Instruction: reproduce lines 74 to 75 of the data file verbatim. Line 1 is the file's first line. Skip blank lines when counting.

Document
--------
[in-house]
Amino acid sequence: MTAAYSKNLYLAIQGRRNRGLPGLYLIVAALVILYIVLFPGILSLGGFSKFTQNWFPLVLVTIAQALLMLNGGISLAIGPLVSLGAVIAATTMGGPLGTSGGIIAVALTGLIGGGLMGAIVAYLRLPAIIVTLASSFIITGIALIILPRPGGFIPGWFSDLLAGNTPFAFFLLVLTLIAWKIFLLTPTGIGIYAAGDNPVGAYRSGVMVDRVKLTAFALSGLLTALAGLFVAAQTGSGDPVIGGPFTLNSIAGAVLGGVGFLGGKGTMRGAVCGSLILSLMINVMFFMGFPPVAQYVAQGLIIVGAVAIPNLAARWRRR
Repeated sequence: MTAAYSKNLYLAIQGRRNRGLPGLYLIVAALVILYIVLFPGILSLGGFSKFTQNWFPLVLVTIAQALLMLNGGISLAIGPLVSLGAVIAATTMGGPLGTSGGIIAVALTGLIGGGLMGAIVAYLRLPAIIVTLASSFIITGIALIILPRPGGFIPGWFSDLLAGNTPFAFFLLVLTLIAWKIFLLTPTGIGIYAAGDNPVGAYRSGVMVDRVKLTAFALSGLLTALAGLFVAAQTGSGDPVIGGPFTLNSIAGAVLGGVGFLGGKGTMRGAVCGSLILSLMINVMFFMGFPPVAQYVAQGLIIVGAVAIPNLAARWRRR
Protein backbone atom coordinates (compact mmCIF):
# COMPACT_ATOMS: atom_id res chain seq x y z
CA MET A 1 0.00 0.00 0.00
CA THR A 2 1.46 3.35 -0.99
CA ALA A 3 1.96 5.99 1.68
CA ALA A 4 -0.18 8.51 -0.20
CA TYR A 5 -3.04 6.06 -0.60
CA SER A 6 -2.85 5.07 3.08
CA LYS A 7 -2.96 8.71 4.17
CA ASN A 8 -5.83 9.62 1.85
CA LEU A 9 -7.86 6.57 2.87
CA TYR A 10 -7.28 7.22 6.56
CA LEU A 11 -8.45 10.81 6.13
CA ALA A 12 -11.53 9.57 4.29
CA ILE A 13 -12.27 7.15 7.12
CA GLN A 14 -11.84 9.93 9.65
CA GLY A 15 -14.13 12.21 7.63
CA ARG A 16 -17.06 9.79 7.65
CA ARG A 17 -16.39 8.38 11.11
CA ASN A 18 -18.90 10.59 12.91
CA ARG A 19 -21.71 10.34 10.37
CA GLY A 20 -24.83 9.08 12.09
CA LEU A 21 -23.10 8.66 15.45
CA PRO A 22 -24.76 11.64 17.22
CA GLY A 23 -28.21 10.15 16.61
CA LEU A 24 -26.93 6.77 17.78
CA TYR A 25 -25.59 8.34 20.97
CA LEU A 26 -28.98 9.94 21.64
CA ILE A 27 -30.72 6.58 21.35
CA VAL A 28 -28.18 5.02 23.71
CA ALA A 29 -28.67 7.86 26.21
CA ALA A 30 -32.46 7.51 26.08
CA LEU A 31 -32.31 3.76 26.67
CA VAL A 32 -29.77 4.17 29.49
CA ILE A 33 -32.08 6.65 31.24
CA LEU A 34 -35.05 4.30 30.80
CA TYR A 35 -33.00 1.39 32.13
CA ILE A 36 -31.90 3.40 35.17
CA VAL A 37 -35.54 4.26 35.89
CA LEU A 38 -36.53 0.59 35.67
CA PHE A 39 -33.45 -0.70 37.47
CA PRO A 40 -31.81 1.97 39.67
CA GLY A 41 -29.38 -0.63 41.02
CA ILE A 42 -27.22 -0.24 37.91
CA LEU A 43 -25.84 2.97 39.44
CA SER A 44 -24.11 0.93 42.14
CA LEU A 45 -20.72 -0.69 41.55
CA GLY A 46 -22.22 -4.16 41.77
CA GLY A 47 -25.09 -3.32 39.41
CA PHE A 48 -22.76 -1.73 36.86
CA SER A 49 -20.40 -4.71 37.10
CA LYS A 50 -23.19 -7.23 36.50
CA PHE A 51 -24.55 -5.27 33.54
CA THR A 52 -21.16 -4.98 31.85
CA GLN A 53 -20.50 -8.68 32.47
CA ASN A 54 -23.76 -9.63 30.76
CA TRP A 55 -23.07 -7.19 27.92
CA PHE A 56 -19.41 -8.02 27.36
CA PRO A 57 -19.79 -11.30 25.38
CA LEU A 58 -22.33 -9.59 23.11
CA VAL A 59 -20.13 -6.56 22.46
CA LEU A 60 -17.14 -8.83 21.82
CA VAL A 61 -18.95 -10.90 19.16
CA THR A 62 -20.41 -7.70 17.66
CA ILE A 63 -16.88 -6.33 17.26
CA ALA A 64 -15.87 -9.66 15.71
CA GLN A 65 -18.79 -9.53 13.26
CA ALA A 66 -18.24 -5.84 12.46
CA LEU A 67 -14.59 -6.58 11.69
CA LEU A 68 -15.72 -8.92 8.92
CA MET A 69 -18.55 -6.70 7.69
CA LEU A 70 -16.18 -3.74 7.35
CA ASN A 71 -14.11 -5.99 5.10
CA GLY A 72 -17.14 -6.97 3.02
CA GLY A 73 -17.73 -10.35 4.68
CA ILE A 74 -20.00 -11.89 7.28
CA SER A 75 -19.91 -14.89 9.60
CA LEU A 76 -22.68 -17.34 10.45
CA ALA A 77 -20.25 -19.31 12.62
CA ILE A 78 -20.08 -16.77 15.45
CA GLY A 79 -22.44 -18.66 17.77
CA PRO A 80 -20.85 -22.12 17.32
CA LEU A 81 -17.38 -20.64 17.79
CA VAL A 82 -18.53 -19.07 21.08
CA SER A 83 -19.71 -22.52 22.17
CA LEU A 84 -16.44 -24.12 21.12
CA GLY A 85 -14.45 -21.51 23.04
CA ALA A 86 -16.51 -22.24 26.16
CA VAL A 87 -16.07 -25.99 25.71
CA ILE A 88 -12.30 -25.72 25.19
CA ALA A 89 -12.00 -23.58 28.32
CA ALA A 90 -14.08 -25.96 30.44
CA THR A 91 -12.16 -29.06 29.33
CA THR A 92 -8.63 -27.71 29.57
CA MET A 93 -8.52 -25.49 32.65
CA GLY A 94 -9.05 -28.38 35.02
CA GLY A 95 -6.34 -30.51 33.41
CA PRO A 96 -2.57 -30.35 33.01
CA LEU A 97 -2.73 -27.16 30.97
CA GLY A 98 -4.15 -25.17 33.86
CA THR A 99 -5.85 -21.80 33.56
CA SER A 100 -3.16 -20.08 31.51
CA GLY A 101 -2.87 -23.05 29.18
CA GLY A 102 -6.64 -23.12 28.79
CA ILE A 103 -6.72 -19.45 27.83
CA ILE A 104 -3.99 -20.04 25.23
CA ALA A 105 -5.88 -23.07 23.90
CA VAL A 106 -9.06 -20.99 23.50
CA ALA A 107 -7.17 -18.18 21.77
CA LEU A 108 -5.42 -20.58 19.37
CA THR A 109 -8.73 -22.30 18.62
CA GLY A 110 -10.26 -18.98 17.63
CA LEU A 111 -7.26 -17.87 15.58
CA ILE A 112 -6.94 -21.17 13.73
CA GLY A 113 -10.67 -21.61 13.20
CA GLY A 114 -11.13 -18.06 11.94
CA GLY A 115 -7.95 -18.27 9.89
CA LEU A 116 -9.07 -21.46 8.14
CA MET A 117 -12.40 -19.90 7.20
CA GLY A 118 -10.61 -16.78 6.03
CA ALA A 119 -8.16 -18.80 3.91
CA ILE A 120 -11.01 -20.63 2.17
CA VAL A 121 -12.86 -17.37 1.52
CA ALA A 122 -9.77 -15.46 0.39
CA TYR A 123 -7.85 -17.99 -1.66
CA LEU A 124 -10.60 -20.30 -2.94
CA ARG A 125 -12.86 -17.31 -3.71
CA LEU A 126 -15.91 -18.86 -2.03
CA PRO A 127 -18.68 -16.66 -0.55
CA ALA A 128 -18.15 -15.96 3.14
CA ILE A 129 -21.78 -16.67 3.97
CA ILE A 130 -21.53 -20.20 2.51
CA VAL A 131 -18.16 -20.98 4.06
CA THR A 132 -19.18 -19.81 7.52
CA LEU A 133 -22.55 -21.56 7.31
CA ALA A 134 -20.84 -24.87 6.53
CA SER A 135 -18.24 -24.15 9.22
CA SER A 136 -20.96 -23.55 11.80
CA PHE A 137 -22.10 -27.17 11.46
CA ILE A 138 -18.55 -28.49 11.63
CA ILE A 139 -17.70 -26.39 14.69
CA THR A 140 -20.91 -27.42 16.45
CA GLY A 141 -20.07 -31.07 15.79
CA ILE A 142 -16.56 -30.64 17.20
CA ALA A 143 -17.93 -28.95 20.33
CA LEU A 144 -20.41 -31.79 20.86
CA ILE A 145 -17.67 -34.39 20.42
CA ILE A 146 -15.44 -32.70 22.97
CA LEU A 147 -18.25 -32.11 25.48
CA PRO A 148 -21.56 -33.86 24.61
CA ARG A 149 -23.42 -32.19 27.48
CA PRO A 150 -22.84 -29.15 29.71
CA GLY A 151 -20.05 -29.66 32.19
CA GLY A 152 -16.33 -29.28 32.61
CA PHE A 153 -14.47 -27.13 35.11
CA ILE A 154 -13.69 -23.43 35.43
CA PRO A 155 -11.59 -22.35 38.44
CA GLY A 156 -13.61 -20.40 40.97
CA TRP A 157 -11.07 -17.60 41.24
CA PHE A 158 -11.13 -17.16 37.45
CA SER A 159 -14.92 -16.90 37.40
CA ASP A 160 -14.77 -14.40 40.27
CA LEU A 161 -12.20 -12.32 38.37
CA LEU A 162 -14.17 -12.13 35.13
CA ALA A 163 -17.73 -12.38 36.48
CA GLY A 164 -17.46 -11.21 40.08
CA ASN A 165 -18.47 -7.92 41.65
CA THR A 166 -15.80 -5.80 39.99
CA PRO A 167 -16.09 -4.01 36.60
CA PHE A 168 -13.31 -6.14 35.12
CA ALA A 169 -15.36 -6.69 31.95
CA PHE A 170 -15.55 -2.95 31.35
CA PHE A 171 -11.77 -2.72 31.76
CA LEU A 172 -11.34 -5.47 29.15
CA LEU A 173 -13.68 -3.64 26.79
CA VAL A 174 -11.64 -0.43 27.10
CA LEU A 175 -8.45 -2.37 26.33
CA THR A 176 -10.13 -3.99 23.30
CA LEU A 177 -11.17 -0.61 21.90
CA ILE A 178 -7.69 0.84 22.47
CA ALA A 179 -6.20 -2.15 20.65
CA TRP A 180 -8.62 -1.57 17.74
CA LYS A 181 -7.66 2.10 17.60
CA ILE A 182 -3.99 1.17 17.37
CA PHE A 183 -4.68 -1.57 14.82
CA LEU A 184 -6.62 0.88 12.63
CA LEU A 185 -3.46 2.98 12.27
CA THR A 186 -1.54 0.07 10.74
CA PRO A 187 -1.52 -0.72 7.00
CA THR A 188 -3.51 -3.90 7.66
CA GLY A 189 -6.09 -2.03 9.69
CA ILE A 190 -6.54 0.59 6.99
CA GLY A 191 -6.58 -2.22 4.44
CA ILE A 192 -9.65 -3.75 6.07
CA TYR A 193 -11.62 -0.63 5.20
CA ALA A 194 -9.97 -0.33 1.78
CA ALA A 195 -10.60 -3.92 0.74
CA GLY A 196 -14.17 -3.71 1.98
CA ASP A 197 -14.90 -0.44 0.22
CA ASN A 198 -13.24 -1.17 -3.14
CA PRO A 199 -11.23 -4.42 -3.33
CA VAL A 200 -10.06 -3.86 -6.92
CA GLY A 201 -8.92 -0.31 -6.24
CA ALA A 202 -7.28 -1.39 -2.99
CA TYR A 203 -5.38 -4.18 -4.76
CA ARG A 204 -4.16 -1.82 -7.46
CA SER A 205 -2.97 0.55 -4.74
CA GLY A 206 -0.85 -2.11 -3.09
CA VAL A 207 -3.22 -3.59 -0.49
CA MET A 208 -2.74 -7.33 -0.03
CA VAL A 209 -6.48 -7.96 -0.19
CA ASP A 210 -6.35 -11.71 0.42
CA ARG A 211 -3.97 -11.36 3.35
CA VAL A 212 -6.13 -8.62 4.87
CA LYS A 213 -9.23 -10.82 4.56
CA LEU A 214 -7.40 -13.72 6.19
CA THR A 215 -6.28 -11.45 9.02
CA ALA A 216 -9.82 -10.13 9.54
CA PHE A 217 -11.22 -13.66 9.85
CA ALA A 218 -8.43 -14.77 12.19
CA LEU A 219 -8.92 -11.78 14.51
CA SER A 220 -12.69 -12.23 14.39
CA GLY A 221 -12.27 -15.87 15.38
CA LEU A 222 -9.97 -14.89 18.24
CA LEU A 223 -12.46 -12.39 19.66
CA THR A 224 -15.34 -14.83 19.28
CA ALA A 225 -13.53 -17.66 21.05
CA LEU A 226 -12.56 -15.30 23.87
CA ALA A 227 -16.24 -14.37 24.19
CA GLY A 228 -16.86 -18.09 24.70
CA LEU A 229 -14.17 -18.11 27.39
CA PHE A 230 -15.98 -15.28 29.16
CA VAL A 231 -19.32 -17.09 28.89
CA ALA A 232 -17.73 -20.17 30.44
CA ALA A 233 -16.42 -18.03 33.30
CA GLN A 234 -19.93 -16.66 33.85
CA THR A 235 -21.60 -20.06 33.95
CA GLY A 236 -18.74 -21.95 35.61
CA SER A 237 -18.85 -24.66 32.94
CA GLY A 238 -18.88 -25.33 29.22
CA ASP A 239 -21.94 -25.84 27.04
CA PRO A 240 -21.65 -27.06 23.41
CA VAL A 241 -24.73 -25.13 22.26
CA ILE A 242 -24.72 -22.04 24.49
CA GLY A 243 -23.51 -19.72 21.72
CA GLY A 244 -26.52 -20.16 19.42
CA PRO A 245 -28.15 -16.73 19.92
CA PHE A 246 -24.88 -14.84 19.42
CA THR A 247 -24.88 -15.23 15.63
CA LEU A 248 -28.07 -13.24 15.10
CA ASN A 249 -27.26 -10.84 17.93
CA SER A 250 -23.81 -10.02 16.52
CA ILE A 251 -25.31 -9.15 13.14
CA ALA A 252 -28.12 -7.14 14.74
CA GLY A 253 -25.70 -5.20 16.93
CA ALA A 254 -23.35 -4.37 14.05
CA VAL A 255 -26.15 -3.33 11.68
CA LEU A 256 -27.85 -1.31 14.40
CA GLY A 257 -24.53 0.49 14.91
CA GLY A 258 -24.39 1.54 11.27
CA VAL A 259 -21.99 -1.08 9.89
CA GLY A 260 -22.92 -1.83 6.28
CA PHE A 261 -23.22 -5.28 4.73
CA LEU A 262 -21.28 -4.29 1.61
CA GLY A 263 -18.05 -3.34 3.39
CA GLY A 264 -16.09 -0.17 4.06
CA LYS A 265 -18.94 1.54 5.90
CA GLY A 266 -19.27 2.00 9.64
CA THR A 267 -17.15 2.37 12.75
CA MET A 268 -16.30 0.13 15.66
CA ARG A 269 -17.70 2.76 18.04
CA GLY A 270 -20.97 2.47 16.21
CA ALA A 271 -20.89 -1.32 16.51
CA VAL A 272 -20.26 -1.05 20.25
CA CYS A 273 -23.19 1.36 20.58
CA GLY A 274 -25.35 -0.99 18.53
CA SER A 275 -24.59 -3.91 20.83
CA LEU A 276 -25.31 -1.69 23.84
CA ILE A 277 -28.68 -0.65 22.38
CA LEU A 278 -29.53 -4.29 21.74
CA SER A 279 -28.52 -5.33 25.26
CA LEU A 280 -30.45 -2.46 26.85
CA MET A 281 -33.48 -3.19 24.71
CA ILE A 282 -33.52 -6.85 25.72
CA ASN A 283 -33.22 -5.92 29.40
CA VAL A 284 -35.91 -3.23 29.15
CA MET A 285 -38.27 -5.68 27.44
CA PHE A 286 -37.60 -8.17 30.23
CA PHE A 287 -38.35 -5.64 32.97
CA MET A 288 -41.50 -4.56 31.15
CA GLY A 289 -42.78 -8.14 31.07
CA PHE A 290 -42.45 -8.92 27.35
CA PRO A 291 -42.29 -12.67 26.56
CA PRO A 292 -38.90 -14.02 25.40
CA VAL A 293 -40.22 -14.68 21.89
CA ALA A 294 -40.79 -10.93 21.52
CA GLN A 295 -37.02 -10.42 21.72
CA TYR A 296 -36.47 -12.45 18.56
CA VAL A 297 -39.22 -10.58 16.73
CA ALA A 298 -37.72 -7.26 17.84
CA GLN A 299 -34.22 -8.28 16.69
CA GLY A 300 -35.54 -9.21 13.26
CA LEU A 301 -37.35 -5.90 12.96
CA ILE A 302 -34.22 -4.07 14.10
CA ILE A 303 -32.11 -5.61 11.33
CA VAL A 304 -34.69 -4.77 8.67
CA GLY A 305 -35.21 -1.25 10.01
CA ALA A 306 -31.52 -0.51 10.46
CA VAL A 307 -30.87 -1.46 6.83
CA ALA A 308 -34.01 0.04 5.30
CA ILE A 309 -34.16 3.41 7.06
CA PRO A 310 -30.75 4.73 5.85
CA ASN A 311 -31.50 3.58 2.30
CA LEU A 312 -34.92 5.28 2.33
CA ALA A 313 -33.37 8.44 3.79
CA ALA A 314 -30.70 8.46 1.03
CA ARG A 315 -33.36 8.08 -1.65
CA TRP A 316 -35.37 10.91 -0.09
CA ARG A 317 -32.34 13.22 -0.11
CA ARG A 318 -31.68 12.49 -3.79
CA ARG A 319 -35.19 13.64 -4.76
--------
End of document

CA MET A 69 -18.55 -6.70 7.69
CA LEU A 70 -16.18 -3.74 7.35